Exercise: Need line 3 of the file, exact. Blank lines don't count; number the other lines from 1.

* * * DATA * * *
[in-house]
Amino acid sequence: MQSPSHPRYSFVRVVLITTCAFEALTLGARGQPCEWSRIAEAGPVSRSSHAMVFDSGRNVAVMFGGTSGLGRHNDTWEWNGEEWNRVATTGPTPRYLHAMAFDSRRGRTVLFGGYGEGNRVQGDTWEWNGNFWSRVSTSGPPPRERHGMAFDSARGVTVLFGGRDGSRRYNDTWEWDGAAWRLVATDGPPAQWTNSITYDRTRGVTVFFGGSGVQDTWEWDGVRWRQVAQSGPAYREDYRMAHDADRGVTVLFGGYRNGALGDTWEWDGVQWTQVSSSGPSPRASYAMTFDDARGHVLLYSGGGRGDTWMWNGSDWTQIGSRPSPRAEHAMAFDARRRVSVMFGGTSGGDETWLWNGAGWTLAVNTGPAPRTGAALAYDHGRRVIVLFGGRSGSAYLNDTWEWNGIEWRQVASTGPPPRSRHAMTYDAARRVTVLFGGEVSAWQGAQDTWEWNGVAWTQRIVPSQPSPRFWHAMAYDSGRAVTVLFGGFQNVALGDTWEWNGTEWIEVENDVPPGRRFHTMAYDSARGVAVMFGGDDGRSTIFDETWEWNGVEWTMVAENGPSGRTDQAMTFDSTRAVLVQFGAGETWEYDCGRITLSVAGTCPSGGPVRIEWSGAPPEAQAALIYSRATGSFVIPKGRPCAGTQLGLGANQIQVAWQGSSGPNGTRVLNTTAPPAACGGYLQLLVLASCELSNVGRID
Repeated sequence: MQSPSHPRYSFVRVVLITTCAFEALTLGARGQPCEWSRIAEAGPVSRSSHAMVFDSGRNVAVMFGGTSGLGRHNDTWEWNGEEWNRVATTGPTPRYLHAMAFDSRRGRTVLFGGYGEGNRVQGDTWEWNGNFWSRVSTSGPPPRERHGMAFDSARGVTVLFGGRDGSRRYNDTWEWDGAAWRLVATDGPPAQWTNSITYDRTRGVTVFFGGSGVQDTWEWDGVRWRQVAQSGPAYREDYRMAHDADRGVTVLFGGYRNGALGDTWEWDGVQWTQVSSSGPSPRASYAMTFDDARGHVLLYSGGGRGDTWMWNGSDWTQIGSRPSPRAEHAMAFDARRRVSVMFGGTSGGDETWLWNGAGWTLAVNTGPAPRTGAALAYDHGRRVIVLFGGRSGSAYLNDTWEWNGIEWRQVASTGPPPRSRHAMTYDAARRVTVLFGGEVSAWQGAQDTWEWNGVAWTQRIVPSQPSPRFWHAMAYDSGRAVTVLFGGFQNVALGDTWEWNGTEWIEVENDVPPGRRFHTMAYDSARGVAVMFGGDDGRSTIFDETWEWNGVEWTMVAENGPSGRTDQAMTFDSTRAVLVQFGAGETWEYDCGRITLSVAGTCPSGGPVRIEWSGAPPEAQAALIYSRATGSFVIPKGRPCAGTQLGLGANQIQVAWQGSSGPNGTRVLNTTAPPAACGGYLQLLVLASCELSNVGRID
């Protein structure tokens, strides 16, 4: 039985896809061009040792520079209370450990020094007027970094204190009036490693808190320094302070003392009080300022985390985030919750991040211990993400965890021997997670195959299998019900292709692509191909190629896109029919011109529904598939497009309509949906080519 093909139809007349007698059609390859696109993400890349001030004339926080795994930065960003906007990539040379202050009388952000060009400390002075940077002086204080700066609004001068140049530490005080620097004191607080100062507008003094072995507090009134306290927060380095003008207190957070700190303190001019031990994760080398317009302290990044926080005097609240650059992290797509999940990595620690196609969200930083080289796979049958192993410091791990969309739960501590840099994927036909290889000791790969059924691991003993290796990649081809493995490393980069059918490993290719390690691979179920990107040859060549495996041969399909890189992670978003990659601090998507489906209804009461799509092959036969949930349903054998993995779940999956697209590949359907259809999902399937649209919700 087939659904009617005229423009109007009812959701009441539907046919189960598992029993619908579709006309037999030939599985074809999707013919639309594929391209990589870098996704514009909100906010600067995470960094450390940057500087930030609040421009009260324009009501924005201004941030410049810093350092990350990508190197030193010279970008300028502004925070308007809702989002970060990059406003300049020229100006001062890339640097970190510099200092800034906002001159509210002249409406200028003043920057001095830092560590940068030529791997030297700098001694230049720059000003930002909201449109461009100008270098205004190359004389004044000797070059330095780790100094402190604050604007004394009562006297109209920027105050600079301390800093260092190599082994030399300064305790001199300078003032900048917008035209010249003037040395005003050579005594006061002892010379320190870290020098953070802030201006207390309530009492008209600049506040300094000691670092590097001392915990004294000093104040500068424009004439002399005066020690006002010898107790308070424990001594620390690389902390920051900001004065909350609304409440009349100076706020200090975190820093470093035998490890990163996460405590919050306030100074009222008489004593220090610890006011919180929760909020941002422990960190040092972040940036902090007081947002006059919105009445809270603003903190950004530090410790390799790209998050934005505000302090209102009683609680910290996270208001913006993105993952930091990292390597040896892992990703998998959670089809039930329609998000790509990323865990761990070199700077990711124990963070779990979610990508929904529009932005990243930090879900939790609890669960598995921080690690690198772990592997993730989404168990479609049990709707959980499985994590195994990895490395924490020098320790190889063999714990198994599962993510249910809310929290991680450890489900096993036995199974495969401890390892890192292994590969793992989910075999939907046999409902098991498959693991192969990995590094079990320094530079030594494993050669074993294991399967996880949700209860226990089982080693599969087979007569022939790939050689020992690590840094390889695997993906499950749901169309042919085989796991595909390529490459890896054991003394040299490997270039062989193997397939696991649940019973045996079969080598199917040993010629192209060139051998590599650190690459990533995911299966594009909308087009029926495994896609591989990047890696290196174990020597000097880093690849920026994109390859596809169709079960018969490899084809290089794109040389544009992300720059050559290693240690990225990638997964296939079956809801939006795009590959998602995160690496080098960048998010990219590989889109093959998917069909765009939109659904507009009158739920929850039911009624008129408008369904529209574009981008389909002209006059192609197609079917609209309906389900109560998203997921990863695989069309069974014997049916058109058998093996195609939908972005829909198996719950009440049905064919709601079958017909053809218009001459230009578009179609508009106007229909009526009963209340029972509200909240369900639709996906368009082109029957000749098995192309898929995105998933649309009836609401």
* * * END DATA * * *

Repeated sequence: MQSPSHPRYSFVRVVLITTCAFEALTLGARGQPCEWSRIAEAGPVSRSSHAMVFDSGRNVAVMFGGTSGLGRHNDTWEWNGEEWNRVATTGPTPRYLHAMAFDSRRGRTVLFGGYGEGNRVQGDTWEWNGNFWSRVSTSGPPPRERHGMAFDSARGVTVLFGGRDGSRRYNDTWEWDGAAWRLVATDGPPAQWTNSITYDRTRGVTVFFGGSGVQDTWEWDGVRWRQVAQSGPAYREDYRMAHDADRGVTVLFGGYRNGALGDTWEWDGVQWTQVSSSGPSPRASYAMTFDDARGHVLLYSGGGRGDTWMWNGSDWTQIGSRPSPRAEHAMAFDARRRVSVMFGGTSGGDETWLWNGAGWTLAVNTGPAPRTGAALAYDHGRRVIVLFGGRSGSAYLNDTWEWNGIEWRQVASTGPPPRSRHAMTYDAARRVTVLFGGEVSAWQGAQDTWEWNGVAWTQRIVPSQPSPRFWHAMAYDSGRAVTVLFGGFQNVALGDTWEWNGTEWIEVENDVPPGRRFHTMAYDSARGVAVMFGGDDGRSTIFDETWEWNGVEWTMVAENGPSGRTDQAMTFDSTRAVLVQFGAGETWEYDCGRITLSVAGTCPSGGPVRIEWSGAPPEAQAALIYSRATGSFVIPKGRPCAGTQLGLGANQIQVAWQGSSGPNGTRVLNTTAPPAACGGYLQLLVLASCELSNVGRID